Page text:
Congressional Democrats largely rallied behind President Obama's shift Thursday to allow some people to keep their existing insurance policies for a year, but many said it still doesn't go far enough to permanently fix the problems with the president's signature national health law.
Sen. Mary Landrieu said Mr. Obama's plan is a "first step" but said she will continue to push for a vote on her own bill to force health companies to continue offering their current plans.
"I'm going to continue to work with leadership, I'm open to working with Democrats and Republicans, if there's a legislative step that's also necessary," the Louisiana Democrat, who is up for re-election next year, told reporters Thursday.
In the House, Rep. Kyrsten Sinema, Arizona Democrat, said she supports Mr. Obama's move, but will also vote Friday for the House Republican bill that would allow people to keep their current plans.
"I support all reasonable solutions to make the Affordable Care Act work for hardworking Arizona families," she said in a statement. "I will continue working with anyone who offers common-sense fixes to ensure that Arizonans have access to quality, affordable health care and the information they need to make informed decisions."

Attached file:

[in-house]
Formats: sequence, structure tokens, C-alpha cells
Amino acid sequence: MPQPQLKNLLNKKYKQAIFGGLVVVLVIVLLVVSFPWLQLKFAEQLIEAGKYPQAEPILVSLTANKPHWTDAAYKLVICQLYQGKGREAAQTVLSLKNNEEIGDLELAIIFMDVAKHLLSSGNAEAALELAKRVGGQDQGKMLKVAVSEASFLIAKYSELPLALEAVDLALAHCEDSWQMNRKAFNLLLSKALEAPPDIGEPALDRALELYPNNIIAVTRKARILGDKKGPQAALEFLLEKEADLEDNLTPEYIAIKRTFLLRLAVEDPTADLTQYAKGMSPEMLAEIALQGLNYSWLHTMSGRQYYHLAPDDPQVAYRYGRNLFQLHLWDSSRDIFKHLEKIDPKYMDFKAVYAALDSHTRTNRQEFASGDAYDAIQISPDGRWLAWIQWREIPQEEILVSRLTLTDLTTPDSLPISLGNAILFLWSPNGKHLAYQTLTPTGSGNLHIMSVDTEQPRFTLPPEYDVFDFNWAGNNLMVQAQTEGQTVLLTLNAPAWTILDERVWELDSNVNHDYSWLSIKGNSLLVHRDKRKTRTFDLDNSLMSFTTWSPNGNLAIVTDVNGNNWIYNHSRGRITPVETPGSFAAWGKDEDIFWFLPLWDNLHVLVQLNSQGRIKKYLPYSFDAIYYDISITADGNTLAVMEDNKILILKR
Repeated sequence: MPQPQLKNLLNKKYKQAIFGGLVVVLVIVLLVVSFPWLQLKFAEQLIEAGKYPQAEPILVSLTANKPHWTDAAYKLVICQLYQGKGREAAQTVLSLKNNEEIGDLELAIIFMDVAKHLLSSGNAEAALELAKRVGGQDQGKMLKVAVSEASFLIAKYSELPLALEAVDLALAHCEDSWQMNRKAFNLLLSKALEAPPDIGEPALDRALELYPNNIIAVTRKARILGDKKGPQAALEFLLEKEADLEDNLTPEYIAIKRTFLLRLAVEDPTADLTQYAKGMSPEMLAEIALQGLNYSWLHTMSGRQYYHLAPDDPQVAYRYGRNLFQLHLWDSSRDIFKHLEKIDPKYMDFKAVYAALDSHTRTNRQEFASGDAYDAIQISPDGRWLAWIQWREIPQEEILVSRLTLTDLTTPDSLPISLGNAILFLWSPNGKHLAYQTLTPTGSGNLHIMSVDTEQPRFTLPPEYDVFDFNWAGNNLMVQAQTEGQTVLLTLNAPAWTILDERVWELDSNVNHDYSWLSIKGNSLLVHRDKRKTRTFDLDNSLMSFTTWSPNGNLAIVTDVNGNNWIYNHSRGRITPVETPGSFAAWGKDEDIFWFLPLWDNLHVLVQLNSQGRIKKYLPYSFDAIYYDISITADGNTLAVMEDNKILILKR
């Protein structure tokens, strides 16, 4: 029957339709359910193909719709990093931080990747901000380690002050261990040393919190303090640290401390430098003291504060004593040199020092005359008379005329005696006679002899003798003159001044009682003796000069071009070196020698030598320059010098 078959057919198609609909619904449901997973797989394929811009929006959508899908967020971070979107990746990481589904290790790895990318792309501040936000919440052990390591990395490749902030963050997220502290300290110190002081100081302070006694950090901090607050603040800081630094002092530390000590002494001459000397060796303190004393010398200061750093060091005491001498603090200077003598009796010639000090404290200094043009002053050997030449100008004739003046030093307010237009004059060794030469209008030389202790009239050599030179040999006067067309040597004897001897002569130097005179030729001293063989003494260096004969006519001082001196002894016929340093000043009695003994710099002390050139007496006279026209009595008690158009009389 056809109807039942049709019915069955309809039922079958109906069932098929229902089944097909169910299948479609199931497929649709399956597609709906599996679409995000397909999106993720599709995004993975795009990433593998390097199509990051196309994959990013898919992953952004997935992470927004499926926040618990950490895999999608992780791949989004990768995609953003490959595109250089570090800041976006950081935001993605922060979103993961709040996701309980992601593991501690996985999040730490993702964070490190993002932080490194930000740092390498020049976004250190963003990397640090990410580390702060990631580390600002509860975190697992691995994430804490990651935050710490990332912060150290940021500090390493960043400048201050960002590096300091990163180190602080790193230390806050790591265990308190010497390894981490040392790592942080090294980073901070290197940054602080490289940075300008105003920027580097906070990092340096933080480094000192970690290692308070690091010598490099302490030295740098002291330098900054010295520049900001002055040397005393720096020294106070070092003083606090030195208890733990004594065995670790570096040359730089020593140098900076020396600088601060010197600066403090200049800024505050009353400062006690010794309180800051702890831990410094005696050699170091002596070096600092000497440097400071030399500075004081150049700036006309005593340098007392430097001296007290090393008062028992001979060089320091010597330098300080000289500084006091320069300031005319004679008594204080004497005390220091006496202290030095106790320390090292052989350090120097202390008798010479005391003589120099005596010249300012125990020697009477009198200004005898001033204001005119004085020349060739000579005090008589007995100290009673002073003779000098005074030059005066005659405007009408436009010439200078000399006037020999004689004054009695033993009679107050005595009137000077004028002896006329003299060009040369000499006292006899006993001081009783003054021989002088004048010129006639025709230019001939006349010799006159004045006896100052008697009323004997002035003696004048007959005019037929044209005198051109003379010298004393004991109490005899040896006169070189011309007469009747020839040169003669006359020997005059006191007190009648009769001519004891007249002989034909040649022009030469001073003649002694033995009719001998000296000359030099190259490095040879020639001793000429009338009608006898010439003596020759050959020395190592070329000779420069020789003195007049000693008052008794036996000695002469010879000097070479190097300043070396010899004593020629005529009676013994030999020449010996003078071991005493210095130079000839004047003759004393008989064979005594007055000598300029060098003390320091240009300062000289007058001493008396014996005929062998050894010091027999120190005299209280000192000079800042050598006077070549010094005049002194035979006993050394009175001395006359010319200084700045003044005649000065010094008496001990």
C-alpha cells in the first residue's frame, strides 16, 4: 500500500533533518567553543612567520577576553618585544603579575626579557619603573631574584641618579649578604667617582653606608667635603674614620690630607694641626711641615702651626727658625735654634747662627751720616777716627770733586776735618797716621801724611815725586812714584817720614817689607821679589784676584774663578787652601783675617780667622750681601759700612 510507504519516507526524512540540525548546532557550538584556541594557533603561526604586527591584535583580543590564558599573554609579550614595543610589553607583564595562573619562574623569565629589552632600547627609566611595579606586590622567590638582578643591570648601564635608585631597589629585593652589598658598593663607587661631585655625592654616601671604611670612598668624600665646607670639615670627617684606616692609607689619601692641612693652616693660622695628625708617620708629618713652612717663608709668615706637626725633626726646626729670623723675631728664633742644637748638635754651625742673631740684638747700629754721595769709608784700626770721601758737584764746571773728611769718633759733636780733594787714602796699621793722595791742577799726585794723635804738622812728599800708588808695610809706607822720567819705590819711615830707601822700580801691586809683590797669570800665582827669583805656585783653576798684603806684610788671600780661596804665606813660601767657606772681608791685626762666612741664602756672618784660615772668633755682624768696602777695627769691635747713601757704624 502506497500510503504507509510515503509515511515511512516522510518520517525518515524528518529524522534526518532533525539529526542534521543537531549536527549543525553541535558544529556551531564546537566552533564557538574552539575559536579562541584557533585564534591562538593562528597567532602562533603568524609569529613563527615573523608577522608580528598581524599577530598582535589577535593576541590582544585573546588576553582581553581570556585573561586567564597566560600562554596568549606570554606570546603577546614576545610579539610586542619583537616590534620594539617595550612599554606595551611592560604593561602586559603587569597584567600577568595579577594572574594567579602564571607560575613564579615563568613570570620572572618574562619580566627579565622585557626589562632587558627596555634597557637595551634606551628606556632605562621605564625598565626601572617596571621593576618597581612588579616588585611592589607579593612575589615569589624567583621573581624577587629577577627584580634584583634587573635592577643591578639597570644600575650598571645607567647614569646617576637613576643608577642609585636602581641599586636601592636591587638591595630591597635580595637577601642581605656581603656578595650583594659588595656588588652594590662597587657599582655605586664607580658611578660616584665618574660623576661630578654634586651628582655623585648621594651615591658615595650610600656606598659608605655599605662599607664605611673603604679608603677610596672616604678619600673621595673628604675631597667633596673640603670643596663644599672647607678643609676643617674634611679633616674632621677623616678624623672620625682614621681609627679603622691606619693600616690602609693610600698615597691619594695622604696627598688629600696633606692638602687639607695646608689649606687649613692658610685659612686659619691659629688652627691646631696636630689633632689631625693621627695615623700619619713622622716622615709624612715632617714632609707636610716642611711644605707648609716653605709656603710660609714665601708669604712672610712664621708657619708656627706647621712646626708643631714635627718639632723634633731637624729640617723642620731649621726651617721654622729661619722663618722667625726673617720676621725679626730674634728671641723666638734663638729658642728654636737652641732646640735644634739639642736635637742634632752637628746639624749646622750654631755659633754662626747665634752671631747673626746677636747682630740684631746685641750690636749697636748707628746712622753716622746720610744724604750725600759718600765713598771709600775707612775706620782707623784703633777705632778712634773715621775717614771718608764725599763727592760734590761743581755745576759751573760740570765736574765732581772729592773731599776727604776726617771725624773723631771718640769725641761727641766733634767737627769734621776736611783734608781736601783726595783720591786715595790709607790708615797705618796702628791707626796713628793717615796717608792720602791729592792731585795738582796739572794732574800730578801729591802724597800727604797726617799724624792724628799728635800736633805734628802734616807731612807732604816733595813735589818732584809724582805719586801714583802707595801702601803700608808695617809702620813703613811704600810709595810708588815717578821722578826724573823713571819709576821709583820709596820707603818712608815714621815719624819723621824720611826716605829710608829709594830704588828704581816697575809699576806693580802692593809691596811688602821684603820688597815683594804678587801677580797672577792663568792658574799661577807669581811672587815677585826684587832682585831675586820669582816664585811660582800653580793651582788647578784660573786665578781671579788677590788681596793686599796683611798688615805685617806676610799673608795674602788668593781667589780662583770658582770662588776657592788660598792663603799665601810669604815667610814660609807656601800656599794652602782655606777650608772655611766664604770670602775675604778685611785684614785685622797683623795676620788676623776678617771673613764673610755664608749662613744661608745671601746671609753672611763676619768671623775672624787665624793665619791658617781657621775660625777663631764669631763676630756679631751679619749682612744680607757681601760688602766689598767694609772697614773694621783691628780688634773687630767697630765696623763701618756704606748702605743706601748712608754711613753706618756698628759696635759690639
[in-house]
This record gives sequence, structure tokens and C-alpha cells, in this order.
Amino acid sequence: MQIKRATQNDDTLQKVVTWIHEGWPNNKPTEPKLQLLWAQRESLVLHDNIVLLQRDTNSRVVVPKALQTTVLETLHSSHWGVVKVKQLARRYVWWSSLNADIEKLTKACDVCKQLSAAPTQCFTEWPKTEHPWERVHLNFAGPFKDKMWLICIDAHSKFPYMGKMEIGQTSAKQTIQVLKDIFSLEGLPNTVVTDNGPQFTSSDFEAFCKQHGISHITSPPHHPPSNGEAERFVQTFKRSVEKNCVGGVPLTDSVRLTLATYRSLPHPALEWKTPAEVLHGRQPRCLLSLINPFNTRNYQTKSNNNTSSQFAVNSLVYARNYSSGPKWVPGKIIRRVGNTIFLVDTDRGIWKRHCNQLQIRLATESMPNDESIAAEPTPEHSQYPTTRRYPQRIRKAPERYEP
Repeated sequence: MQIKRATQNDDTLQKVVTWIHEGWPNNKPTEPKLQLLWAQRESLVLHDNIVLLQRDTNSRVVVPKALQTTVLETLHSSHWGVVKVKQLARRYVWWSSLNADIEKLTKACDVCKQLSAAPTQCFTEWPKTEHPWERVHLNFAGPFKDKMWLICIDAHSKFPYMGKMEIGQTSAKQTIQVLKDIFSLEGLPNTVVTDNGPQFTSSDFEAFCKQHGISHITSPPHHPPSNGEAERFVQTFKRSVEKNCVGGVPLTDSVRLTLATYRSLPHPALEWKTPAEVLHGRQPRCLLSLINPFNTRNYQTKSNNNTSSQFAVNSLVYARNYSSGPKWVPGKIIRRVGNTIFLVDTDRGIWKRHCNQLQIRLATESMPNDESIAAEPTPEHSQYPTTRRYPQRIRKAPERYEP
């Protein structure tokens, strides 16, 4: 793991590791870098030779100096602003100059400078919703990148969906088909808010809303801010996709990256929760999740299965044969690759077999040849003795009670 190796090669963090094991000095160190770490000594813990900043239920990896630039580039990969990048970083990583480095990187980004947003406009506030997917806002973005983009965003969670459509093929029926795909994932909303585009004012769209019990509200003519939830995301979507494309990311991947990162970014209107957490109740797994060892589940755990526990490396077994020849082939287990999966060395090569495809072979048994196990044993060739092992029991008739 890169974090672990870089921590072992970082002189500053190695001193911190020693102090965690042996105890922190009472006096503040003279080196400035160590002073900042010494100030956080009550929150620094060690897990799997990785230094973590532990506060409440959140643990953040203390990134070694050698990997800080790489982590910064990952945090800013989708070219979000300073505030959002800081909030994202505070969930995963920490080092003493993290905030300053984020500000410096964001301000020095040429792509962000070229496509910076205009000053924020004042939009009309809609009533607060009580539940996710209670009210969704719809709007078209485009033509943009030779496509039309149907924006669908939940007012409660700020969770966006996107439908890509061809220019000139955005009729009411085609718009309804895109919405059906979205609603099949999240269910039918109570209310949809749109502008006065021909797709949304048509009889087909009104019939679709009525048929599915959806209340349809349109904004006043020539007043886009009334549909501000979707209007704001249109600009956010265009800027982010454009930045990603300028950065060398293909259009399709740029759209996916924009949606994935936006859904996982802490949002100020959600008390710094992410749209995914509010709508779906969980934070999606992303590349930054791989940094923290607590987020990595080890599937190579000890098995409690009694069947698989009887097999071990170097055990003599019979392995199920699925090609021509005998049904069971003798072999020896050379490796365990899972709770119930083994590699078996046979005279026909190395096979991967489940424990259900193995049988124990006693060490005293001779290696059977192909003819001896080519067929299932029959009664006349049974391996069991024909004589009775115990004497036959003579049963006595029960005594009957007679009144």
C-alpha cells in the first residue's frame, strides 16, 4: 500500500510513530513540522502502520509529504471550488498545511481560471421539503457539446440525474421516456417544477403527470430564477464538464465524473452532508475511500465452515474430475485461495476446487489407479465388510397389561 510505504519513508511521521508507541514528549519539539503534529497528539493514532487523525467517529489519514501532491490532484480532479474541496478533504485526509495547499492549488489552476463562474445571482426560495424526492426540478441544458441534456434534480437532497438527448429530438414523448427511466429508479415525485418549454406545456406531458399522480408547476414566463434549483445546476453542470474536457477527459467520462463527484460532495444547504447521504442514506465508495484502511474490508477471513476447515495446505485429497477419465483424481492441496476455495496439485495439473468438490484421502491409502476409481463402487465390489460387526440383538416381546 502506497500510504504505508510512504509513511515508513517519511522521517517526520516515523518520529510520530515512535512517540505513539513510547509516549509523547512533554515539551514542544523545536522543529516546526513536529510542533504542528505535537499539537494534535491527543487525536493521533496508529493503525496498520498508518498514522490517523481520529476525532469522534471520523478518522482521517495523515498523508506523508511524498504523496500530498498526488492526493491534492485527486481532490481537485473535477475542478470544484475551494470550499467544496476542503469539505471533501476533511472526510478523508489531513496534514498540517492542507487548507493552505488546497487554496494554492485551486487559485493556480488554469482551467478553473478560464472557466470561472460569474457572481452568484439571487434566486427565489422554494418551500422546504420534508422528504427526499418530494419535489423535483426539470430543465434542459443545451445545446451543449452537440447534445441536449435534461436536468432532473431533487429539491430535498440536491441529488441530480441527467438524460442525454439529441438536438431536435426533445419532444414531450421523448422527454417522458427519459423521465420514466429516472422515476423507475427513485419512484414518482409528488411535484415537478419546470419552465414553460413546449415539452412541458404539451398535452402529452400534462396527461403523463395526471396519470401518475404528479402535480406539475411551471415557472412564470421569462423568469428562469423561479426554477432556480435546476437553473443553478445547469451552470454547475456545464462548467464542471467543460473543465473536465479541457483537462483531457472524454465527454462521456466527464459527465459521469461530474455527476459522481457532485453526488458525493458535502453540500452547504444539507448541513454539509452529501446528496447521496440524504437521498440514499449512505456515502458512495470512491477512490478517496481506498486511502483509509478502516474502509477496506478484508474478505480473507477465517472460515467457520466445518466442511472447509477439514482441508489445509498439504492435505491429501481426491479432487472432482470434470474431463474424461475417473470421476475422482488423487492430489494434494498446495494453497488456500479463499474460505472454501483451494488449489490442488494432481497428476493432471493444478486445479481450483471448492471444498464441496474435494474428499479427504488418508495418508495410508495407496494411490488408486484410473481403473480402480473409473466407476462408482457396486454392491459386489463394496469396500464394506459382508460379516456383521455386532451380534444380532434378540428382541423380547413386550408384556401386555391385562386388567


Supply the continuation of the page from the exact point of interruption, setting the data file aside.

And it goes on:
Under the Affordable Care Act, millions of health plans that don't meet new federal minimum standards for coverage will have to be scrapped next year. Insurance companies have sent out millions of cancellation notices to consumers, many of whom said they were happy with their plans and wanted to keep them.
Reacting to the outcry, Mr. Obama said Thursday he will let state insurance authorities decide whether or not to grandfather in more of those existing plans.
After the president's announcement, both House and Senate Democrats huddled separately to talk about it.
Minority Leader Nancy Pelosi, California Democrat, emerged from her caucus meeting to say her colleagues support Mr. Obama's move.
"I can almost unanimously say the members were pleased with the president's statement today," she said.
Democrats are also working on an alternative to the House GOP bill.
© Copyright 2016 The Washington Times, LLC. Click here for reprint permission.